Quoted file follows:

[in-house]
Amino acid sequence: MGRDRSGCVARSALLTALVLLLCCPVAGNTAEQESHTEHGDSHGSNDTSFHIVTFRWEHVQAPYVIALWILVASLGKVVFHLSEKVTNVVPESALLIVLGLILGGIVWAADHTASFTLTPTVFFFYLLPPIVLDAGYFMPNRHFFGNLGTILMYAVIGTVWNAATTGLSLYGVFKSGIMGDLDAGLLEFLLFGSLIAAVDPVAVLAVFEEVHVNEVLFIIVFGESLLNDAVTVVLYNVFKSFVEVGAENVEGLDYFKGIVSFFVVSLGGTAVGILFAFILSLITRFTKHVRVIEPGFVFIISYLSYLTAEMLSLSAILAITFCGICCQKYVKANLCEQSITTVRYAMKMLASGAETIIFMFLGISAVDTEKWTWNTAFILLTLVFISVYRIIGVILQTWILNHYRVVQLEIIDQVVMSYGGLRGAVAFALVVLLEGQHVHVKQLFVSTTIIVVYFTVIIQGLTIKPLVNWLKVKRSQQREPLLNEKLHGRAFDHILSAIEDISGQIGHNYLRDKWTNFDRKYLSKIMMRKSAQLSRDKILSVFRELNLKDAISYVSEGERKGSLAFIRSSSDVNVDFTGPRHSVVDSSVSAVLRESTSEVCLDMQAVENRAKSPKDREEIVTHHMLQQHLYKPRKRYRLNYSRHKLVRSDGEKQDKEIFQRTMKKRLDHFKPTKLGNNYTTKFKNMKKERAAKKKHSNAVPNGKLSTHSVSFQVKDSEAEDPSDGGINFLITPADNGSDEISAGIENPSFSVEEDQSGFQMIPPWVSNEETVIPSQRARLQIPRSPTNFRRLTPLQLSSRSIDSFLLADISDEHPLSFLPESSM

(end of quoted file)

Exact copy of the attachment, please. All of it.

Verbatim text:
[in-house]
Amino acid sequence: MGRDRSGCVARSALLTALVLLLCCPVAGNTAEQESHTEHGDSHGSNDTSFHIVTFRWEHVQAPYVIALWILVASLGKVVFHLSEKVTNVVPESALLIVLGLILGGIVWAADHTASFTLTPTVFFFYLLPPIVLDAGYFMPNRHFFGNLGTILMYAVIGTVWNAATTGLSLYGVFKSGIMGDLDAGLLEFLLFGSLIAAVDPVAVLAVFEEVHVNEVLFIIVFGESLLNDAVTVVLYNVFKSFVEVGAENVEGLDYFKGIVSFFVVSLGGTAVGILFAFILSLITRFTKHVRVIEPGFVFIISYLSYLTAEMLSLSAILAITFCGICCQKYVKANLCEQSITTVRYAMKMLASGAETIIFMFLGISAVDTEKWTWNTAFILLTLVFISVYRIIGVILQTWILNHYRVVQLEIIDQVVMSYGGLRGAVAFALVVLLEGQHVHVKQLFVSTTIIVVYFTVIIQGLTIKPLVNWLKVKRSQQREPLLNEKLHGRAFDHILSAIEDISGQIGHNYLRDKWTNFDRKYLSKIMMRKSAQLSRDKILSVFRELNLKDAISYVSEGERKGSLAFIRSSSDVNVDFTGPRHSVVDSSVSAVLRESTSEVCLDMQAVENRAKSPKDREEIVTHHMLQQHLYKPRKRYRLNYSRHKLVRSDGEKQDKEIFQRTMKKRLDHFKPTKLGNNYTTKFKNMKKERAAKKKHSNAVPNGKLSTHSVSFQVKDSEAEDPSDGGINFLITPADNGSDEISAGIENPSFSVEEDQSGFQMIPPWVSNEETVIPSQRARLQIPRSPTNFRRLTPLQLSSRSIDSFLLADISDEHPLSFLPESSM